With the Future Founders Festival coming in July, we’re bringing our favorite Q&A with the event’s speakers.
Our second principal speaker, Winitha isn’t an international student, but her work in advocating diversity and multicultural and gender inclusivity in the workplace is exactly what we are looking for in a great leader and she was also awarded Order of Australia medal in earlier this year.
She inspires Woman of Colour (WOC) and Person of Colour (POC) entrepreneurs to lift off head start their journey to success or help leaders create a safe and positive community.
Q1: Tell us a little bit about yourself.
I’m Australia’s first and foremost expert in helping people of color advance into leadership and entrepreneurship. In July this year I’ll be releasing my book #ColourFULL: How women of color can be come powerful leaders that transform the world. Just like a business it’s taken a lot of nurturing and attention and so I’m excited to get this out into the world and scale up my advice and mentorship in a way that’s accessible and affordable to anyone that identifies as a woman of color. I’m also a global thought leader in helping corporate businesses build inclusive cultures and leader. I’ve had over 22 years of experience working in corporate organisations and being an entrepreneur (I’ve started over 7 businesses!). I fell in love with business when I was 14/15-year-old in high school and together with leadership, is in the center of my life (besides my dog Bubbles and nephew!).
Q2: Tell us what’s the most enjoyable part of what you do!
The thing I enjoy the most about what I do is passing on over 22 years of failings and success to the next generation. Life was never promised to be easy and neither is entrepreneurship but it’s worth it when you have the right support. It’s so important that we have mentors, a community, advisers and sponsors to walk alongside with us to guide us and give us support. I also enjoy hearing people’s life stories, who they are, the live they’ve had so far. Everyone has a story to share.
Q3: Do you think International students have tougher barriers to break in Australia?
International students have their own set of unique barriers particularly if you are young and away from home for the first time. At first it may seem like an adventure but then you really realise just how far away you are from home. My mother’s cooking was something I missed the most – her cooking still gives me the feeling of home. Other barriers are around language, culture and creating a family away from home. The financial pressures of many international students are real. Having to work to earn an income, to pay for school and perhaps even send money home.
Q4: Google dictionary states that an entrepreneur is: “a person who sets up a business or businesses, taking on financial risks in the hope of profit.” Do you agree?
I would say that if you set up one business you are a business owner. If you are in the business of setting up businesses and acting on ideas that’s what makes you an entrepreneur. Just because you set up one business (regardless if it worked or not) doesn’t make you an entrepreneur. Entrepreneurship is a practice, a mindset and a life choice. You do it for the thrill of the journey not finishing your company having sold it for $100 million. The key in that definition is in “financial risk” and “profit”. It’s is a responsibility to turn a profit as opposed to pursuing a lifestyle that you think it might give you or fulfilling your passion. The first responsibility is a financial one.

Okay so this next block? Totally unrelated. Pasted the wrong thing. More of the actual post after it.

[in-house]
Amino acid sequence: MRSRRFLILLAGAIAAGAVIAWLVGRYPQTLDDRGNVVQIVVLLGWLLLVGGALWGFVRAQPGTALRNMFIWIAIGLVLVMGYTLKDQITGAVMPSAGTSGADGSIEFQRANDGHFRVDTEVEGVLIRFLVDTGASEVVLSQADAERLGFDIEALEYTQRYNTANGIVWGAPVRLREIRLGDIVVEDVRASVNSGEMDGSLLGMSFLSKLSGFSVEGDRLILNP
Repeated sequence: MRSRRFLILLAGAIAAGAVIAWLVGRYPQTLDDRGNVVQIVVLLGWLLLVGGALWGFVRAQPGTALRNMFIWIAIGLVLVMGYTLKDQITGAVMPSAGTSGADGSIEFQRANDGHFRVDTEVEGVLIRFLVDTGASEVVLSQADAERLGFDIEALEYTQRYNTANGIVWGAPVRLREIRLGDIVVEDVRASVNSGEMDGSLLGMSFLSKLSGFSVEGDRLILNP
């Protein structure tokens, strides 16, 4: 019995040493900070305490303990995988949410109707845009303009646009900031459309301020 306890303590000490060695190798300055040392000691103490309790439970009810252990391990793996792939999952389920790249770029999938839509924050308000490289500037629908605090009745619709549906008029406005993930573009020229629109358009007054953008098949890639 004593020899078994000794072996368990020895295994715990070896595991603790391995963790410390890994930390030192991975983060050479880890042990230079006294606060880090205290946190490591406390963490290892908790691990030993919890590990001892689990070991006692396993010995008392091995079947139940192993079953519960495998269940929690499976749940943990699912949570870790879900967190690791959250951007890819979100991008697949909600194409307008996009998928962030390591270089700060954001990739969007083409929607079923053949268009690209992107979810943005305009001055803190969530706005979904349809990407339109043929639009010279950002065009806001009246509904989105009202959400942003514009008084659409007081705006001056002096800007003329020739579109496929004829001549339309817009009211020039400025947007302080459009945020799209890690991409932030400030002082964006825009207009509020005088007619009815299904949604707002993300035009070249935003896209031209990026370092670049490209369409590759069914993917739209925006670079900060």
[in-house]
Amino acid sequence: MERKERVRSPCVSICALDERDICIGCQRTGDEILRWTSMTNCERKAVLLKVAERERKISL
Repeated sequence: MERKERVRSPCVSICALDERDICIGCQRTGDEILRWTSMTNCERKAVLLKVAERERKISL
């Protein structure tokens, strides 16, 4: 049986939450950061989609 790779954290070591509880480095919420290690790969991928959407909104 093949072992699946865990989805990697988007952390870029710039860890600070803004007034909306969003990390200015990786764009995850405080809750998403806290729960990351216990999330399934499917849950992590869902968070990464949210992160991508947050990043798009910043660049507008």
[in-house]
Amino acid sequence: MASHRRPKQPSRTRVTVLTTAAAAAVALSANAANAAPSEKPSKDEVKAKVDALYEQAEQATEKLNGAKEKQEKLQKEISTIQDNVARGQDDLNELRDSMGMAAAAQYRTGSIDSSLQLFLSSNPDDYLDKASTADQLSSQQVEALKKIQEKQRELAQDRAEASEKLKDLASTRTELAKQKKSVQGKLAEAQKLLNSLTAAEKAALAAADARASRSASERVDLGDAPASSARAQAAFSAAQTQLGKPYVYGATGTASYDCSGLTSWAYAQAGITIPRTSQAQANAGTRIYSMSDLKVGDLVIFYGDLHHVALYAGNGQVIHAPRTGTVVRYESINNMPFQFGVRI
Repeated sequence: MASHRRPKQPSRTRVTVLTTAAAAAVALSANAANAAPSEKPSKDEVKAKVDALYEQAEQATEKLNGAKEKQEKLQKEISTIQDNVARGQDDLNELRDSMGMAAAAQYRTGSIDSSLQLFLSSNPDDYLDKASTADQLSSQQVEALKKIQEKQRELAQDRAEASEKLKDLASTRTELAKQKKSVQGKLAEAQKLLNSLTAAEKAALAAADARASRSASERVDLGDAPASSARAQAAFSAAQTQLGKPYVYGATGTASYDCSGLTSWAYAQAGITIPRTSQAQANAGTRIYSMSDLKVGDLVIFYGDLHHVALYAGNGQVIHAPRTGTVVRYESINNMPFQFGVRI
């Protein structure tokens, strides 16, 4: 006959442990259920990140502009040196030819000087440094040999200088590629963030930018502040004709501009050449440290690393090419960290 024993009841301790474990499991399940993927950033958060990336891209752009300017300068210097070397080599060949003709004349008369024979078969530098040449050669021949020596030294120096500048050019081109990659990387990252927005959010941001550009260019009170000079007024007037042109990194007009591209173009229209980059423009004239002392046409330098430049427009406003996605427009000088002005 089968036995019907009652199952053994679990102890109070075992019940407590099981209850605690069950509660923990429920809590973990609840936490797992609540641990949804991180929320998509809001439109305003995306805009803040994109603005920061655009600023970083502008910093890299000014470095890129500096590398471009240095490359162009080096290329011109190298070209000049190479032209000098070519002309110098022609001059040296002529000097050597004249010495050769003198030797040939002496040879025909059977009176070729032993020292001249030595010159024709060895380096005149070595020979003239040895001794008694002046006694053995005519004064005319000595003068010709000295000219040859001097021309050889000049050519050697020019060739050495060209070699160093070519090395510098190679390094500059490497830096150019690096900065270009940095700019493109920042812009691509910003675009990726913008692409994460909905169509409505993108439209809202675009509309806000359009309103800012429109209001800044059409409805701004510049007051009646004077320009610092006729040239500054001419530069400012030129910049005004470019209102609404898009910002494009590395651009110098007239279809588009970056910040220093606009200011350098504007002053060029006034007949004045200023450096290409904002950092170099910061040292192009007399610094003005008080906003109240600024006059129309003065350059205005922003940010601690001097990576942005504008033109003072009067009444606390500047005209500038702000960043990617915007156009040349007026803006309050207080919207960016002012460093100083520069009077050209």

Q5: What’s your personal challenge when you first start your venture?
I would say fear and limiting beliefs. All fears and the “I’m not good enough/smart enough” comes out. In a company you can hide behind the brand or your manager. In a business there’s nowhere to hide. You are the business.
Q6: How do you keep driving yourself towards your career goals when an unexpected life event happens?
This is a great question that I am thinking of more as I get older and am losing more loved ones to illness and death. And it is something I needed to think of more as young person. In everything I’ve experienced in life, I’ve realised that you need to work twice as hard when life is great on your mental, spiritual and emotional health. See a psychologist, get a life/business coach, have great mentors, be part of a community that genuinely has your back and have a spiritual belief system.
Q7: What do you think of the proverbial “half empty-half full?”
Implement the answer in the question above (Q6). Work twice as hard on your emotional, mental and spiritual health and your business will thrive. Put it to the end of the bucket list and your business and how you show up in your business will reflect this.
Q8: What three pieces of advice can you give for starting entrepreneurs
Pay yourself first.
Spend 80% of your time focusing on managing finances and generating income and 20% on all the fluffy stuff that you love to do in your business at least for the first 3 years.
Pursue feelings over goals. We are not chasing goals we are chasing the feeling we think the achievement of that goal will give us.
Q9: What are you looking forward to at the Future Founders Festival? And what ideas to you hope to come from the participants.
I am looking to pass on over 22 years of entrepreneurial experiece down to future international student founders. The ideas I hope to see are ideas to improve the quality of life for those suffering the most in the world. Anyone can make $10. Not everyone can change someone’s life.